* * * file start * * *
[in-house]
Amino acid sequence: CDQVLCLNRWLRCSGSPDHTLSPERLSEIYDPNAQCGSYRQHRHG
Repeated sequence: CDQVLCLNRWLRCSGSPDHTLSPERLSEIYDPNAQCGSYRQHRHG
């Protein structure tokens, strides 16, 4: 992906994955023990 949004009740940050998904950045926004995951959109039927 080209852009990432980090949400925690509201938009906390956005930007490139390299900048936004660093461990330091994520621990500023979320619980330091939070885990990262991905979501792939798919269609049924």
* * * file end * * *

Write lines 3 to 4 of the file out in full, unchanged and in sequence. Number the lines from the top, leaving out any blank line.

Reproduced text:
Repeated sequence: CDQVLCLNRWLRCSGSPDHTLSPERLSEIYDPNAQCGSYRQHRHG
């Protein structure tokens, strides 16, 4: 992906994955023990 949004009740940050998904950045926004995951959109039927 080209852009990432980090949400925690509201938009906390956005930007490139390299900048936004660093461990330091994520621990500023979320619980330091939070885990990262991905979501792939798919269609049924």